Thoughts on how to find remote work in Cameroon
Remote work is the new norm there has never been a time like this, where as a SE you can make more than a decent living. This isn’t a know-it-all kind of post, I just wanted to write a bit about my experience, but it’s way too long (6 months+) so I will just share what worked and not for me. Before I forget, this is mainly for people like me doing computer science for the sake of doing it. Not because someone forced us or whatever. In short, geeks I guess. If you’re like me the perspective of spam applying and writing corresponding CVs is not very appealing. So, if CS is just a means to an end - not that there’s something wrong with that - but this might rub you off the wrong way (and you guessed right, no, I don’t look forward to enter management to “escape” coding). The job landscape in Cameroon is… saddening. While everywhere else the supply exceeds the demand, here it’s the exact opposite, which inevitably leads to abuse. Also, if you are still a student, this might not be for you directly, you can still read it to be prepared but there are many opportunities for students and I talk a bit about GSoC here. That being said, let’s get started.
Where to get jobs?
Most of the time looking for someone to fill a position is an algorithm like this:
for candidate in talent_pool: if company.interviews(candidate): # Passed all the interviews break else: company.reject(candidate)
For those who hate Python, well I guess my post isn’t for you either :p
What I try to convey here is that there is an obvious advantage of applying early. Of course, the most efficient way is to know someone at the company who can share your CV before the job is even out or in short make jobs come to you, but hey, if you can do that, you don’t need this post anyway. The key here is to iterate quickly, so staying on top of information is crucial. There are many platforms online to find jobs:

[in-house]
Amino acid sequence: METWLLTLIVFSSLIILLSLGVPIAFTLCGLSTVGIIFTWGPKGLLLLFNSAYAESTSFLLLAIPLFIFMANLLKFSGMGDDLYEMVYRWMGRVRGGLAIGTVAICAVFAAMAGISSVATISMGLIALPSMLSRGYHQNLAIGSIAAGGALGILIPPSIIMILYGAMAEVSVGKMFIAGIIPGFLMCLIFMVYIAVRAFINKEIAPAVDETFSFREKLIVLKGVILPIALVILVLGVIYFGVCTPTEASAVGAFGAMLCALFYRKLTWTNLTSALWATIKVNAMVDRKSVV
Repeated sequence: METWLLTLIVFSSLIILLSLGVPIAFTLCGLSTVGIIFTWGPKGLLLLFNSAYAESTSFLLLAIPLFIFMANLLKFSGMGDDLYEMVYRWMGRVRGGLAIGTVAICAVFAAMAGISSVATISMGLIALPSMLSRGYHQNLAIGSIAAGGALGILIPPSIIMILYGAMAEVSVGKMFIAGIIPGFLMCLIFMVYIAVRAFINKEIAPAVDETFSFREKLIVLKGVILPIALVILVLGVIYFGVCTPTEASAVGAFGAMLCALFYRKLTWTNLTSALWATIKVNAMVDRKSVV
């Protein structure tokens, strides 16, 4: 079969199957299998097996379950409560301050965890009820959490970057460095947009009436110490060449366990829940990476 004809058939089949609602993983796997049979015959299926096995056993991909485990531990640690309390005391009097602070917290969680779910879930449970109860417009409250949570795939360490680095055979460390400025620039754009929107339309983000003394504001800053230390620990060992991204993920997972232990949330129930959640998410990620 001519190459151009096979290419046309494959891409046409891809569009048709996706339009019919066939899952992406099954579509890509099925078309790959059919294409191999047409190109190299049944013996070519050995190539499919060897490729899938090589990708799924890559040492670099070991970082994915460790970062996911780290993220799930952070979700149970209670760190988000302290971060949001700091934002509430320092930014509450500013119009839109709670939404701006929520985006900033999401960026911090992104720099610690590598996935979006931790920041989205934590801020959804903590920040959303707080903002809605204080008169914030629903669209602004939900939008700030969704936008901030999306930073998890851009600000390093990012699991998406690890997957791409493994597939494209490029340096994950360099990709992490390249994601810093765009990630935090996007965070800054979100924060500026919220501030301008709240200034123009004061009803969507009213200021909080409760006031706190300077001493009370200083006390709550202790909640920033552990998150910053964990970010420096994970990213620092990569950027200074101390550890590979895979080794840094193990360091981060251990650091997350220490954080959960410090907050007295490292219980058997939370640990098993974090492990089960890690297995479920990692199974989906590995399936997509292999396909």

Just to name a few, you can find more here, thanks Doreen Michele. As far as I am concerned, after using Linkedin (didn’t get much responses from here), AngelList and a bunch of stuff. I settled on using the RSS feeds of Stackoverflow Jobs and the monthly “Who is hiring” thread on Hackernews
If I had to sum up this one, I would say: Make yourself known and heard. I always like to take the example of fasterthanlime when he quitted his job I want to note two things: first, He is in control, not only choosing the type of work (remote) but also the location (France) and people already share some jobs with him in the comments. To finally get a job less than a month later. This was so inspirational. Usually, I am not a social networks type of guy, but I’ve come to tolerate some of them with time. By the way, you can find me on Twitter and Linkedin mostly. Now if you are not famous (whatever that means) here are a couple of things you can try to “fake” it:
- Share your profile on the monthly “Who wants to be hired” thread on Hackernews
- Take Linkedin assessment tests and keep your profile up to date
- Get some reputation on Stackoverflow (might be a bit controversial but I like to think it helped me)
- Well, actually grow your Twitter/Blog/Whatever audience
- I recently discovered that you can mark yourself available for hire on github but I didn’t use that feature
Sorry web designers, I don’t mean to shit on your work. But have a look at What I see when I browse the Stackoverflow jobs RSS feed Versus the Web interface.
Using the RSS feed, at first glance I can see 35 jobs and I already know those that aren’t a good fit while on the web interface I barely see 3, and if I exclude the featured job, it’s just two. Not good at all. There’s also the online vs offline considerations, and I can talk about the advantages a whole day but I think you get the picture (pun intended).